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Agenda:
Welfare reform, poverty and inequality
Third Sector Support:
Governance, charity law, HR
Location:
Glasgow, Scotland
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Research commissioned by the Scottish Government has shown Glasgow has 12 of the 20 wards in Scotland most affected by welfare reform, all in areas of high deprivation, proving that it is the poorest communities that have been hit hardest by the UK Government’s reform of the welfare system.  Calton, one of the most deprived areas in Glasgow, which has the lowest male life expectancy in the UK, suffers most with an average loss of £880 per working age adult.

The 12 most affected areas in Glasgow, in order of loss per working age adult, are as follows:

Calton                                                   £880
Springburn                                          £780
North East                                           £750
Drumchapel/Anniesland                  740
Southside Central                              £730
Shettleston                                          £720
Canal                                                    £700
Garscadden/Scoutstonhill               £690
Govan                                                   £690
Baillieston                                           £680
East Centre                                         £680
Linn                                                      £670

nb Given that these figures are per working age adult, which includes those in work and not in receipt of benefits the figure per individual affected will be higher and some will suffer from multiple benefit cuts.

The reforms, which have taken around £1.6bn from the Scottish economy and £269m from Glasgow alone, have impacted most severely on those claiming incapacity benefits and Disability Living Allowance.  Those affected are mostly less severely disabled or ill, older adults, of working age, who are out of work. The Scottish Government said that a key effect of the reforms, without any corresponding shift to employment, will be to widen the income gaps between communities.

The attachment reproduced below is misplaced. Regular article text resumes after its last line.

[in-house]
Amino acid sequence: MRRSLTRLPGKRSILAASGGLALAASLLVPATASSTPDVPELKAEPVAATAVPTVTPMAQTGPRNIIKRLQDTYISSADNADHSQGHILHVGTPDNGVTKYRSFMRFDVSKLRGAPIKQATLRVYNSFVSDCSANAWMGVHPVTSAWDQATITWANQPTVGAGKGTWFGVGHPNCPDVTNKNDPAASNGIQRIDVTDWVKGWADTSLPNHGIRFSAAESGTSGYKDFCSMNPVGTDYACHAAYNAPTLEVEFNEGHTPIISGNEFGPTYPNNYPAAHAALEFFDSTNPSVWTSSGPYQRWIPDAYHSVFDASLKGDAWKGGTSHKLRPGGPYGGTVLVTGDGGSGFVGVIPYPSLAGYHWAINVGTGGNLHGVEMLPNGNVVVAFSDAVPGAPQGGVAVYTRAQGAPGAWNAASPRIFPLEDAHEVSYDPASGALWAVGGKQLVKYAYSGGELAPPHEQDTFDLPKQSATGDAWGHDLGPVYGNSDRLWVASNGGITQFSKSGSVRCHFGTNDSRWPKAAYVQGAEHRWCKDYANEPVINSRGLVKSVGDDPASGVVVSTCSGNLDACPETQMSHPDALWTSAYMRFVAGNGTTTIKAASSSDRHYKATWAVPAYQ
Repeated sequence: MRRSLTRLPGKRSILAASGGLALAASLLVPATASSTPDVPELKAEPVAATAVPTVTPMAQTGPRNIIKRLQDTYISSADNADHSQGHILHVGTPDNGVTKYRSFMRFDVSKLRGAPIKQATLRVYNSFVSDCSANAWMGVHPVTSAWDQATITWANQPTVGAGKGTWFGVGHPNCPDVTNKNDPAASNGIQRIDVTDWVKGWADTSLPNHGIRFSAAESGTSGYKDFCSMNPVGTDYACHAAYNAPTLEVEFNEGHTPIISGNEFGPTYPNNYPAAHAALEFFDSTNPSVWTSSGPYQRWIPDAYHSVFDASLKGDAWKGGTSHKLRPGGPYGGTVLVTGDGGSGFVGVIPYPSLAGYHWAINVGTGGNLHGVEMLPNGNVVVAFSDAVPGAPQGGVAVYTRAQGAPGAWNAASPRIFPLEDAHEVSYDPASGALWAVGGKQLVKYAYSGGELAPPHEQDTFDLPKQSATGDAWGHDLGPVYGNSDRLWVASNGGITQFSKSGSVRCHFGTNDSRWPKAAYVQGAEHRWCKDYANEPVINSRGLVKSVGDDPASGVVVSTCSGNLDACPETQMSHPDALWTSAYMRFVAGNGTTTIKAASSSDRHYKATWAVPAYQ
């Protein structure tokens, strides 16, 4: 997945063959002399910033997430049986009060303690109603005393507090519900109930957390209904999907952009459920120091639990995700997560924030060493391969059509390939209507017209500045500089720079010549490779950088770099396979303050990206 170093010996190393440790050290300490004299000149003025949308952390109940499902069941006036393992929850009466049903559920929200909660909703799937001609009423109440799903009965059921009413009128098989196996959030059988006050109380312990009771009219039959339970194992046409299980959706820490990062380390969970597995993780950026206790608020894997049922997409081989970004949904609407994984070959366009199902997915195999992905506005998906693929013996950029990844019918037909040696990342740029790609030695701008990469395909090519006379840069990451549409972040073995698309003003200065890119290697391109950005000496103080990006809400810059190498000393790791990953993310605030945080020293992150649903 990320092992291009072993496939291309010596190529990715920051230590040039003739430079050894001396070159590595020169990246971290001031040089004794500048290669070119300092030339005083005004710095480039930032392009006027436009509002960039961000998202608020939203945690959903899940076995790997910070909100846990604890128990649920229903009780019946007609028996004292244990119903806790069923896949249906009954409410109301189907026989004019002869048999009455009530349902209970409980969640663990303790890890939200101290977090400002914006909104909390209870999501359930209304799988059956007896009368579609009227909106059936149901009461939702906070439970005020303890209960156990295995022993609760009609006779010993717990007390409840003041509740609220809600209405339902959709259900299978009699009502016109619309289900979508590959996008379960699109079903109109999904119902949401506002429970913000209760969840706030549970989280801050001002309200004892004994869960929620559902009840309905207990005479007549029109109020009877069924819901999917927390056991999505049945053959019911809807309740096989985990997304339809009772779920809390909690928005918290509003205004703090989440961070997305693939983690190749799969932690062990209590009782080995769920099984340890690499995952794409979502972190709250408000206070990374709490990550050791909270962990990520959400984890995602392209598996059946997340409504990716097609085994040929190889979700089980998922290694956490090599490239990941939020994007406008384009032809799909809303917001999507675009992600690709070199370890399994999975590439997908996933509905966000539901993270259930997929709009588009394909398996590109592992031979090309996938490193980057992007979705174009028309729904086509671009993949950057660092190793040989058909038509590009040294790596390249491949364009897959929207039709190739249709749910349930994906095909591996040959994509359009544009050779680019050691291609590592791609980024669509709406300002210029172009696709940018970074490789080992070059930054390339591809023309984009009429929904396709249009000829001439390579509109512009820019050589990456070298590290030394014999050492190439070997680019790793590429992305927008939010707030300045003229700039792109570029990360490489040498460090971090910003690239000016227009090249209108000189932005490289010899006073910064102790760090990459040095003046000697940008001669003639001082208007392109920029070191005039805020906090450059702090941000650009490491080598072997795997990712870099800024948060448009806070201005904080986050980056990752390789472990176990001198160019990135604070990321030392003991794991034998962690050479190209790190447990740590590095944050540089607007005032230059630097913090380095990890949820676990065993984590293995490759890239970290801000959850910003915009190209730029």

The report warns that some reforms to incapacity benefit have still not taken effect and that the means-testing of ESA claimants in the Work Related Activity Group in 2015-16 could result in huge losses, up to 6 times more than Treasury savings from the Bedroom Tax.  This change means that if a claimant has an additional source of income, or has a partner who is in work, they could receive a reduced amount of ESA, or nothing.  Those claiming incapacity benefits stand to lose on average £3480 per year.  The transfer of DLA claimants to Personal Independence Payments (PIPs) has yet to occur for the majority of claimants and the Treasury expect to make 20% savings with PIP due to eligibility changes.  Average loss per adult affected by changes to DLA will be around £3,000.  Some will lose both ESA and DLA entitlement, or have their benefit reduced.

The Scottish Welfare Reform Committee heard evidence on Tuesday from the author of the report, Professor Steve Fothergill, from the Centre for Regional Economic and Social Research at Sheffield Hallam University.

Committee Convener Michael McMahon MSP said:

“Evidence that we have received indicated that our poorest communities are being hit hardest by welfare reform but we had no statistics to back this up. Now we have before us the evidence that proves it, right down to the electoral ward. From the witnesses that have come before us, we have always known that welfare reform is having a disastrous effect on individuals. Now it looks as if this is true for whole communities – in Glasgow, Dundee, Fife, the lower Clyde and beyond.”

The Secretary of State for Scotland, Alasdair Carmichael, will give evidence to the Committee on Thursday 26 June.

Source:  Scottish Parliament website


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